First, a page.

Annual 2012 commercial cow slaughter is expected to be below slaughter in 2011. This level of slaughter would represent 16.8 percent of the January 1, 2012 total cow inventory and is near the 17.1 percent for 2011, both of which exceed the 16.2 percent for 2010—and, more significantly, the 16.3 percent for 1996, when a summer drought and a spike in corn prices set off an extended period of cow-herd liquidation. Prior to the 1996 liquidation rate, the highest rates of cow slaughter since 1980 occurred in 1984 (17.8 percent of January 1 cow inventory) and 1986 (17.7 percent). For most of 2012, dairy cows accounted for a larger proportion of slaughter, although drought throughout the year also motivated a steady stream of beef cows going to slaughter. Unlike the last several years when beef cows represented unusually large shares, dairy cow slaughter during at least the last part of 2012 was atypically high, largely due to the effects of high feed costs and other factors on profit margins.
One possible offset to the effects of high levels of commercial cow slaughter on the breeding herd is the potential for heifers to be retained to replace the cows going to slaughter. Heifers, being generally smaller and less expensive to feed than cows, and ideally having better genetics than the cows they replace, should produce bigger, better calves (although there can be some offsets related to heifer calving and rebreeding). The heifer share of total commercial steer and heifer slaughter has declined from 37.1 percent through November 2011 to about 36.4 percent through November 2012. On an annual basis from 2007 through 2011, the share had been running between 37 percent (2011) and 37.7 percent (2007). Lower shares imply more heifers are being retained for cow-herd replacements. The National Agricultural Statistics Service Cattle report to be released on February 1 will provide information about heifer retention, along with changes in cow inventories.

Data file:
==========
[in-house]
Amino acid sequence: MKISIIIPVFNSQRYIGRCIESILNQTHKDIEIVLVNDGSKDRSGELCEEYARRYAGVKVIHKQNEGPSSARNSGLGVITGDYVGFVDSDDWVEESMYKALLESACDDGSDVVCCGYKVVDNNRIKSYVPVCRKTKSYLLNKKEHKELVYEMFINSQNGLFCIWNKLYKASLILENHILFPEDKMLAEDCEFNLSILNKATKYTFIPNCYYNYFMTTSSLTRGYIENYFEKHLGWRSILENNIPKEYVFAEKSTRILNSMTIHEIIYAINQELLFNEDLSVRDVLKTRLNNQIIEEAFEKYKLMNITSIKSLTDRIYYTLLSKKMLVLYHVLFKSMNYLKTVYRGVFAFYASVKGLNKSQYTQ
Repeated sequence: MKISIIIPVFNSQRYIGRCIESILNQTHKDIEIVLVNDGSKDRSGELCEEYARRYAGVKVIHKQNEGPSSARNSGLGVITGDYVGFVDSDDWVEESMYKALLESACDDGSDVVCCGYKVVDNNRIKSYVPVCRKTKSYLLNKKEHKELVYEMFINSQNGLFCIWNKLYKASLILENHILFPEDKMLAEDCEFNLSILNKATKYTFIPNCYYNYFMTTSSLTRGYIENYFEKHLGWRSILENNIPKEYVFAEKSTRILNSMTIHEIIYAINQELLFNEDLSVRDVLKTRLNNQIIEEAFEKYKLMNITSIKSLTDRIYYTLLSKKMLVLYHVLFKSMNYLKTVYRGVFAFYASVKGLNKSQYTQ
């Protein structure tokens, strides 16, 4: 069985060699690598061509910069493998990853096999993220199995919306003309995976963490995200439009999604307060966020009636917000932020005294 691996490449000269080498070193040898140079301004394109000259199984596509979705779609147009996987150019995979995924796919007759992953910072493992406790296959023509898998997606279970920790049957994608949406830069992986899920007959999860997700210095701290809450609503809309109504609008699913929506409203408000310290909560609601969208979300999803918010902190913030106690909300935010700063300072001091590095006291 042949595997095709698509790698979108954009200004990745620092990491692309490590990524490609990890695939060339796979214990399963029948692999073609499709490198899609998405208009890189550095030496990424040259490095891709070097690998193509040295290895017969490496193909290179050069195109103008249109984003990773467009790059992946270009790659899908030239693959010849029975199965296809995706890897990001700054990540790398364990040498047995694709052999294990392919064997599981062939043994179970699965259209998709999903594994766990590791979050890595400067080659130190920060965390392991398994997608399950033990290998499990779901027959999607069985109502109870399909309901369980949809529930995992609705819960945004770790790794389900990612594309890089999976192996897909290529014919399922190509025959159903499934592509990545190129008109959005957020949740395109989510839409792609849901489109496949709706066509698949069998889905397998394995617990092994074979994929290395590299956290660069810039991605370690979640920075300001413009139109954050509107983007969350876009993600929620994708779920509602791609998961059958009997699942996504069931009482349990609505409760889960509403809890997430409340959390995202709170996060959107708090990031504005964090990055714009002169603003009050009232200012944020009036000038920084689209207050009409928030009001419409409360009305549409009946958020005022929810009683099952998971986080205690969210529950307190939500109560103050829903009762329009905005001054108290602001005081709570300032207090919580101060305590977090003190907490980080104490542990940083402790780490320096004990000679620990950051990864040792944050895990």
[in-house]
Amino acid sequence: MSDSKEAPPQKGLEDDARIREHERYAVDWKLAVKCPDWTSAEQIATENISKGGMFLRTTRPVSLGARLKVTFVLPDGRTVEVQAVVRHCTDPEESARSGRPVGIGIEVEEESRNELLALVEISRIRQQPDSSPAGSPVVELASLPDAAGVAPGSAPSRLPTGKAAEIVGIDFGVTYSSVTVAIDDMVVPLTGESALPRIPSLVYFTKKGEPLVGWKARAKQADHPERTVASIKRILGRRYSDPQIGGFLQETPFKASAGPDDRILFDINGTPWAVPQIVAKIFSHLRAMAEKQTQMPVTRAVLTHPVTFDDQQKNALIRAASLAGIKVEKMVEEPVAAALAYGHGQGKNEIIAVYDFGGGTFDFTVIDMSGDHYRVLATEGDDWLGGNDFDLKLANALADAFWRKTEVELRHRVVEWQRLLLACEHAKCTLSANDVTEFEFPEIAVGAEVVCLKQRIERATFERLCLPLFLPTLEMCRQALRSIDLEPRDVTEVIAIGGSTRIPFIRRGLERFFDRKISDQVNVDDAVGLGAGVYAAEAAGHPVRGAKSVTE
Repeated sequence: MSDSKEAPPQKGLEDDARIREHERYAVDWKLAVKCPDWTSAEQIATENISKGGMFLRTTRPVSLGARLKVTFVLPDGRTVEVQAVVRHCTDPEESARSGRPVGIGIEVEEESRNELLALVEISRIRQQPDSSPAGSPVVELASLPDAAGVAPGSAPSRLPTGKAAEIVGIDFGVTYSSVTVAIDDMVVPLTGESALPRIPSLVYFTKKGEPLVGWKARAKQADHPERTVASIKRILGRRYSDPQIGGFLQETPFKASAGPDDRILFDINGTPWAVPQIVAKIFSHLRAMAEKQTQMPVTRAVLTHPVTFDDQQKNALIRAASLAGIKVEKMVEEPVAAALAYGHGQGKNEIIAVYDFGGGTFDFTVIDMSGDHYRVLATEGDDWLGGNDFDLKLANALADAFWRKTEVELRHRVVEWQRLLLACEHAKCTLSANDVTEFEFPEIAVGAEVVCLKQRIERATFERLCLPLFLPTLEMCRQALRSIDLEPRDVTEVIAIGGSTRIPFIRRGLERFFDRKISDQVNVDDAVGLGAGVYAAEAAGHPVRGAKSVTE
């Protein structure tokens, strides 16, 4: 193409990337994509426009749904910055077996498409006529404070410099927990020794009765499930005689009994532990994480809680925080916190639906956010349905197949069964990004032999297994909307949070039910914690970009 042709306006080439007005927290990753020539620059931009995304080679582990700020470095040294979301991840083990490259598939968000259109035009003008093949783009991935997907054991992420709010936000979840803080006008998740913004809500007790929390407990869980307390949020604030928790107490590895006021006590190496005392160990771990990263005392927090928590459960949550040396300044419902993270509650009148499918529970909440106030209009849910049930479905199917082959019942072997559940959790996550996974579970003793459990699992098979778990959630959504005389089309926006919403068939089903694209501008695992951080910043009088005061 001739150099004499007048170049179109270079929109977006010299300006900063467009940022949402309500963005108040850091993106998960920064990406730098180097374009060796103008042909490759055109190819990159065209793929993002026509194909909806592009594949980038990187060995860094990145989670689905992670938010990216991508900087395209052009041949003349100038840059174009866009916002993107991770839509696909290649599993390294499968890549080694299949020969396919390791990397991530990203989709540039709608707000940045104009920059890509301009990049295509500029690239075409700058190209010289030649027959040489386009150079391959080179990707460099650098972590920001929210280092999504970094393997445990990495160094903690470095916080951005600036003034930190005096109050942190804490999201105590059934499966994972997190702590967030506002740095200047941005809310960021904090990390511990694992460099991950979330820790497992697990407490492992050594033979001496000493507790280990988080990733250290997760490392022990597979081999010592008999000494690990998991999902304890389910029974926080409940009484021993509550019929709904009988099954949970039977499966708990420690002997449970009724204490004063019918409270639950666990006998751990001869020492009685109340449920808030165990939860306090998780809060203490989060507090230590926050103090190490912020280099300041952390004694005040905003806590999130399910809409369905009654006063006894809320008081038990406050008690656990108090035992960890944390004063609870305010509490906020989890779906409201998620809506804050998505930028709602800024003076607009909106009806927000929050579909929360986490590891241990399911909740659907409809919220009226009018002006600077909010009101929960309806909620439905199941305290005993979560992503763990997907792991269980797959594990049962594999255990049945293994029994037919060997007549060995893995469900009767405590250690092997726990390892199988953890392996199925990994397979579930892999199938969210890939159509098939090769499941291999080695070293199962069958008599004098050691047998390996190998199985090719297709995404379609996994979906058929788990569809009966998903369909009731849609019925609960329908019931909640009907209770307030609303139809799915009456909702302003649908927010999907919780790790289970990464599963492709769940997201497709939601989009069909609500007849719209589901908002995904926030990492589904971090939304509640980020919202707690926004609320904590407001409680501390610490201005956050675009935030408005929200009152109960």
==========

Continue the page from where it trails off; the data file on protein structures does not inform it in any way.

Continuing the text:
The prevalence of drought-reduced pastures over most of the central United States was thought to be a key factor affecting retention of feeder cattle for growth to heavier weights. Consistent with this logic, placements of the lightest (under 600 pounds) feeder cattle in feedlots in 2011 and recently in 2012 have been above historical levels.
Although consistent with the dogma of placing heavy cattle when feed prices are high—as has been the case for 2012 and will likely continue to be through the current corn-crop year, the continued placement of heavy feeder cattle in feedlots of 1,000 head or more has been surprising. While not as large as that of third-quarter 2008-10, the over-800-pound share of total placements during the third quarter of 2012 was well above historical levels. The share of total placements of heavy cattle during October-November 2012, 24.7 percent of total placements, was above the next highest October-November placement shares (in 2009) and above the 10-year average. The placements of both the lightest and heaviest feeder cattle during the last half of 2012 has led to a distribution of placements of feeder cattle in feedlots of 1,000 head or more that is more heavily weighted at both ends—more bimodal— than is typical. The number of feeder cattle on small grains pastures in the Southern Plains States—which will give some indication of the potential for heavy weight feeder cattle placements in March—will be among the information in the NASS Cattle report released February 1.